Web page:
Plains (Tarai)


Janakpur
Janakpur in the eastern tarai is one of the historic cities of Nepal and lies 20 km south of the (East-West Highway) Mahendra Highway. Previously renowned as Mithila, it was the capital of the Videha (bodyless) spiritual rulers, the Janakas. Janaki or Sita was born to Sivadhwaga Janaka and was married to Rama, the King of Ayodhya and legendary hero of the great epic ‘Ramayana’. A famous center of learning in ancient times, Mithila once boasted hundreds of sages who contributed substantially to Hindu philosophy. One of the oldest texts produced by them is the well-known Upanishad Brihadarandyaka. 

Predominantly inhabited by Maithili people, Janakpur has its own language, script and a unique artistic tradition and rich culture. Recently, religious Mithila art has found its own niche in the art world both locally and internationally. Surprisingly, Japan has shown immense interest in this art form even dedicating a museum to Mithila art. Many hotels and restaurants in Kathmandu now feature Mithila art in their decor.

Janakpur’s landmark is no doubt the popular Janaki Temple in the middle of the bazaar which is dedicated to Sita. A simple but beautiful building nonetheless, the present structure owes its existence to King Pralapa Singh and his consort who donated 900,000 silver coins when they were blessed with a child by Sita. The construction of the temple began in 1895 and took years to evolve into its present form and was completed in 1911. Occupying an area of 4,860 sq. feet, it has a mixed style of Islamic and Rajput Domes. This three storied structure is made entirely of stone and marble rising up to 50m. All 60 rooms of the temple are decorated with stained glass, engravings and paintings, with beautiful latticed windows and turrets.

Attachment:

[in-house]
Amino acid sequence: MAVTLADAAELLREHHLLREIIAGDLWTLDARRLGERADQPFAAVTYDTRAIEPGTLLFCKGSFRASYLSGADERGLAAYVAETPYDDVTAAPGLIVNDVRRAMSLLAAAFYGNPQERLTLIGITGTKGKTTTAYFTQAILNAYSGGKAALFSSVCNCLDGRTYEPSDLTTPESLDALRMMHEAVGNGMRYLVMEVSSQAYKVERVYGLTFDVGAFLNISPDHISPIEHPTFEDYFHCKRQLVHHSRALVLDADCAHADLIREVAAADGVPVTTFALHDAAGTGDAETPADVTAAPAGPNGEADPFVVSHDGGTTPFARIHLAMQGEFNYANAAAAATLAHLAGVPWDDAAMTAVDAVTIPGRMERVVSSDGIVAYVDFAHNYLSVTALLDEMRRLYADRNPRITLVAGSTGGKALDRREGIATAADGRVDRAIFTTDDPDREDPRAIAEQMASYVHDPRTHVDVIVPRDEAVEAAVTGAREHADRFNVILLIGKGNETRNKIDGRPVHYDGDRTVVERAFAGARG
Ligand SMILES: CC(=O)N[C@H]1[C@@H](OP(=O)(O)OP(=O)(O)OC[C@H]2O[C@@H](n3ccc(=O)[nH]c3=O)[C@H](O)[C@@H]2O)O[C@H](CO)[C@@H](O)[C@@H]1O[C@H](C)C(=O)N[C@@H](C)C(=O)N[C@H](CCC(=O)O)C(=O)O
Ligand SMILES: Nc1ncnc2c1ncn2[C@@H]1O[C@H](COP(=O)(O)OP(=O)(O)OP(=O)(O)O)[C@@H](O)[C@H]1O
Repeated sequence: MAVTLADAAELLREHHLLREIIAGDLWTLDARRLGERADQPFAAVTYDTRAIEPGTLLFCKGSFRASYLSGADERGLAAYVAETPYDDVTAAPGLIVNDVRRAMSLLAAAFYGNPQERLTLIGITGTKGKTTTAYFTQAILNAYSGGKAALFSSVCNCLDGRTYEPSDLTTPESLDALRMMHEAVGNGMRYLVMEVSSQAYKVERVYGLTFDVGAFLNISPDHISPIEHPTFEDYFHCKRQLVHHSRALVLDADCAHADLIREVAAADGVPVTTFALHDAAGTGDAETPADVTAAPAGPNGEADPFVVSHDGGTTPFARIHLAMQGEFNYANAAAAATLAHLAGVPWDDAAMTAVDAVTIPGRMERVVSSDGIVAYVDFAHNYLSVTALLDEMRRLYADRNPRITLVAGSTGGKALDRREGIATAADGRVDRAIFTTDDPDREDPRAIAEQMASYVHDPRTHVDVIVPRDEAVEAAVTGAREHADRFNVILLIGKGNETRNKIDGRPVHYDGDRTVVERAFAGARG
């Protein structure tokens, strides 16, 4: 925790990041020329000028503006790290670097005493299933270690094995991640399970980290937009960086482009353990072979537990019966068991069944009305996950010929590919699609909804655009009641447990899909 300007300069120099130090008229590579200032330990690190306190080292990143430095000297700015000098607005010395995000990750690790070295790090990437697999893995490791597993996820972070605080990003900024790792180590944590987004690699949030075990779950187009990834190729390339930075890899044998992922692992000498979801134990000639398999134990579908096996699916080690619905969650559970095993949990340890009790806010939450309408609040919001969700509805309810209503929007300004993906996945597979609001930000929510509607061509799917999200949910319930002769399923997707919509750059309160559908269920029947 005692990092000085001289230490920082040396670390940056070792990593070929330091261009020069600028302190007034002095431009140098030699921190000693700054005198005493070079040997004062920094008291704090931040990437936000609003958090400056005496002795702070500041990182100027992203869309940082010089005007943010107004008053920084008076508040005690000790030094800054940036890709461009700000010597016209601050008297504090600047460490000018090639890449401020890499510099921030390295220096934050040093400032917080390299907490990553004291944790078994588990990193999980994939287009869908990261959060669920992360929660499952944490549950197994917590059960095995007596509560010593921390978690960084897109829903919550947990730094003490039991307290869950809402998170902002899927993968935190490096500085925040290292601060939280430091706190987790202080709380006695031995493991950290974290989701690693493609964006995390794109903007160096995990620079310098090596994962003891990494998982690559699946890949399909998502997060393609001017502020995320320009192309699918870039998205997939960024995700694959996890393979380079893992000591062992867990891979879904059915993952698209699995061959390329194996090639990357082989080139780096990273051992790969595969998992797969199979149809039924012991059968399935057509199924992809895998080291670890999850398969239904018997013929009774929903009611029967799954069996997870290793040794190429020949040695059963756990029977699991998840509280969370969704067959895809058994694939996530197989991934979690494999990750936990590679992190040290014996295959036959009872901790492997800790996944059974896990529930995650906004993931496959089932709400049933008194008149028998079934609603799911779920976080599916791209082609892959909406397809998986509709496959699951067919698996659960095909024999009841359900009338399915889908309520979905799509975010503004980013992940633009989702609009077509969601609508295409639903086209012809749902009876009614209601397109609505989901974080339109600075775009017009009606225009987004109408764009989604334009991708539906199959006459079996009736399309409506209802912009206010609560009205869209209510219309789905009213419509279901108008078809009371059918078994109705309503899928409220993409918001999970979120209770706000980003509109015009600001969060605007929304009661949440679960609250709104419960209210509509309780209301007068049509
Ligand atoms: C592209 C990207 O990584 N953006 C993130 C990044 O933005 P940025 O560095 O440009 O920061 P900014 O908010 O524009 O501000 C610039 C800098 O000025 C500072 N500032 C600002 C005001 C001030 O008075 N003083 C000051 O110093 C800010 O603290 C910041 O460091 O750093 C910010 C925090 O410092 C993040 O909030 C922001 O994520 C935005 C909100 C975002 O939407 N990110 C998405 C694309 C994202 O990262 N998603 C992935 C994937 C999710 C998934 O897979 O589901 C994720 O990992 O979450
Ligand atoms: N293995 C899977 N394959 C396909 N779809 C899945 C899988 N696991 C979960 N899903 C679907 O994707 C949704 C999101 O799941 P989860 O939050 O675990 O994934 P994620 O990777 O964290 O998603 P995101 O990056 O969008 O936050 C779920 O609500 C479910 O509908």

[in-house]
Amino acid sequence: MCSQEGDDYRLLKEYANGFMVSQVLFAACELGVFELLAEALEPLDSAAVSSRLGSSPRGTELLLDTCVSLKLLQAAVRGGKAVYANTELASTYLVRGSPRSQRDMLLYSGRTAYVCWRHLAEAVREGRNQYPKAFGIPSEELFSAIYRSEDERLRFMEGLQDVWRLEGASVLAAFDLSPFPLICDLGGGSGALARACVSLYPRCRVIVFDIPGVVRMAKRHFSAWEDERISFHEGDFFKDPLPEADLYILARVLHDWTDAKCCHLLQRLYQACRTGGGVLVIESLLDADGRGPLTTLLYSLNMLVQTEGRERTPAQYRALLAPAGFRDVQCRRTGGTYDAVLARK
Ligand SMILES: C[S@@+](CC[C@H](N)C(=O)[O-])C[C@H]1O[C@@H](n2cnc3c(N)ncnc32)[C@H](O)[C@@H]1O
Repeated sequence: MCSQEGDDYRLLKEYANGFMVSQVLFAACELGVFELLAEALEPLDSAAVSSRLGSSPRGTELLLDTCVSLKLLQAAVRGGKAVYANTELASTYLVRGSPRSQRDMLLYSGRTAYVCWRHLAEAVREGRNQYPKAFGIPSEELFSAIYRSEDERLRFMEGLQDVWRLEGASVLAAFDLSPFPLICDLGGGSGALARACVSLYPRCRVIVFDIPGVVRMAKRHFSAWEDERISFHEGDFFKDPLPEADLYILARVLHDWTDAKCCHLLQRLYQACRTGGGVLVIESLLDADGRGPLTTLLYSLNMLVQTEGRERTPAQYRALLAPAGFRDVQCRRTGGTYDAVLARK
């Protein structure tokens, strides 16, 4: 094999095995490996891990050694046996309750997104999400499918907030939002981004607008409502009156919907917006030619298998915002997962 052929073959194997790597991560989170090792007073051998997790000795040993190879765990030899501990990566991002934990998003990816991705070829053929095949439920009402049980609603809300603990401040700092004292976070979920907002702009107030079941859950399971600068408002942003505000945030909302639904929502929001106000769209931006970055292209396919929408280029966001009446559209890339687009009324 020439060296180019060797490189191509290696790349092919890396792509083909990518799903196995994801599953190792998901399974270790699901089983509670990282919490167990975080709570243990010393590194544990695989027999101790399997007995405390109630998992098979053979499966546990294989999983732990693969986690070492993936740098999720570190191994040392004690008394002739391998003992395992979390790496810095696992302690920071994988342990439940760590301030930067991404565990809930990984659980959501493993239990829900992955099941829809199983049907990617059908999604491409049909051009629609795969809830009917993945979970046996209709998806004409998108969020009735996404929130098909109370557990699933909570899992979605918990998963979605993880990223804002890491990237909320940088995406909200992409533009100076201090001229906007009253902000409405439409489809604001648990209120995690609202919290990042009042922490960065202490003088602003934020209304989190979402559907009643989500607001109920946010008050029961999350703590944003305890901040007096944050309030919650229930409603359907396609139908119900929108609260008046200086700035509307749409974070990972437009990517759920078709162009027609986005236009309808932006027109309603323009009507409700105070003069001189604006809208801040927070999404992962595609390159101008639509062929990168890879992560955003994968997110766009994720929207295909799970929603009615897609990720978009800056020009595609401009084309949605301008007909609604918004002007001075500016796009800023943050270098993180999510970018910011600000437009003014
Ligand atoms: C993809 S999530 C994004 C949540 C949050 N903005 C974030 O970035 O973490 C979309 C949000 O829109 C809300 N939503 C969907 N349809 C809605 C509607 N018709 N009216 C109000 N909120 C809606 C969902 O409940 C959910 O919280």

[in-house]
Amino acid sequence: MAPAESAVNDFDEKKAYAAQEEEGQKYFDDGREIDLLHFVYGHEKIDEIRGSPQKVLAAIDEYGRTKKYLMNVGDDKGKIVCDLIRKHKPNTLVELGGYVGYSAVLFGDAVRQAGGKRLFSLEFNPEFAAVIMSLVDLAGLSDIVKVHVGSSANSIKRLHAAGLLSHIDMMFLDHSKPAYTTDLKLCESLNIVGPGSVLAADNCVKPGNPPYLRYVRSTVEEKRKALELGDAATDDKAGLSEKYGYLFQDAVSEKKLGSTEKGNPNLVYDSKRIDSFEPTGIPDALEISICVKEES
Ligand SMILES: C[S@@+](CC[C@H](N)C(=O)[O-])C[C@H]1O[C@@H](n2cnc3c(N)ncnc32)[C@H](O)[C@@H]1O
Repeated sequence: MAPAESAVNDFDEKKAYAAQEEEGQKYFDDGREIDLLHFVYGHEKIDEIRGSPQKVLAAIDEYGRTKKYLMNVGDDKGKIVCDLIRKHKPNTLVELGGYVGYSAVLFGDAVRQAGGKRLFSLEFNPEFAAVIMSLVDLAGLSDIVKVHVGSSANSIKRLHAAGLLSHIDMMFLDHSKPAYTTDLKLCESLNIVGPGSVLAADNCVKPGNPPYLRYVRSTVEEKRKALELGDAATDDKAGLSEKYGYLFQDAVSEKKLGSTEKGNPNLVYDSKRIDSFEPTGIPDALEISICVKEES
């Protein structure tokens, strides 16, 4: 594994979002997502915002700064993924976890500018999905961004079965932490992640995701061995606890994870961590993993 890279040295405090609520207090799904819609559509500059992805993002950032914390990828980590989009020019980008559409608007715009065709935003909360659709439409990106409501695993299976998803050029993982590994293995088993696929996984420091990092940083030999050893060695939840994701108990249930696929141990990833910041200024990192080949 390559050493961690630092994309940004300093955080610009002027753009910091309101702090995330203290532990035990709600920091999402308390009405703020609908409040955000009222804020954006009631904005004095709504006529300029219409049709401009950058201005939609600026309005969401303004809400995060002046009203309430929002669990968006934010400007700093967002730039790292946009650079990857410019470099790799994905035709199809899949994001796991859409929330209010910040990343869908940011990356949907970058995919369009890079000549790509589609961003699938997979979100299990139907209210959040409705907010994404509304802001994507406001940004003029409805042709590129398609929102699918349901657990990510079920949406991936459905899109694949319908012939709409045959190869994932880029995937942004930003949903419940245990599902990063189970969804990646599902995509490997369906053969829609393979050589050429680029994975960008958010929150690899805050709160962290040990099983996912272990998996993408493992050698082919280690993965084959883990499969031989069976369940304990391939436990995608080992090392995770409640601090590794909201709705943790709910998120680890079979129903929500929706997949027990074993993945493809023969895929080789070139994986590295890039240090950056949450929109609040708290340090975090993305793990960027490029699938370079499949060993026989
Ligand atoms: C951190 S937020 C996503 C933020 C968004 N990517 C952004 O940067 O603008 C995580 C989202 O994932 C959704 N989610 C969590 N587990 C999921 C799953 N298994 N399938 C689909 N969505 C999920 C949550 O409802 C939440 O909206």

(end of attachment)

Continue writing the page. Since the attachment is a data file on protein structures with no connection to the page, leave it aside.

Pilgrims have been coming to Janakpur since the 4th Century BC. Thousands of pilgrims visit the temple in November/December for Sita Vivah Panchami, the town's major annual festival, when the marriage of Sita and Rama is celebrated with various re-enactments. It is also the time many couples choose for tying the knot. Another festival related to Ram is the Ram Nawami, celebrating his birthday in March/April when huge processions are brought out to the streets.

One of the other big festivals celebrated in Janakpur is the Chhat, when people worship the Sun God (Surya). Devotees gather once at sunset and then the next day at dawn by the holy rivers, offerings fruits and setting burning lamps afloat on the river’s surface. As the sun comes up or when the sun sets, prayers are said facing the sun. Many enter the water while others stand on the shore to pay homage.

Getting there: 
There are daily flights to Janakpur from Kathmandu. Day and night buses to Janakpur leave every day from Kathmandu as well as from Kakarvitta in eastern Nepal. There are many local buses between Birgunj and Janakpur.

Accommodation:
Being a pilgrimage center where hordes of pilgrims arrive from India, there are many hotels in Janakpur and most have restaurants attached.
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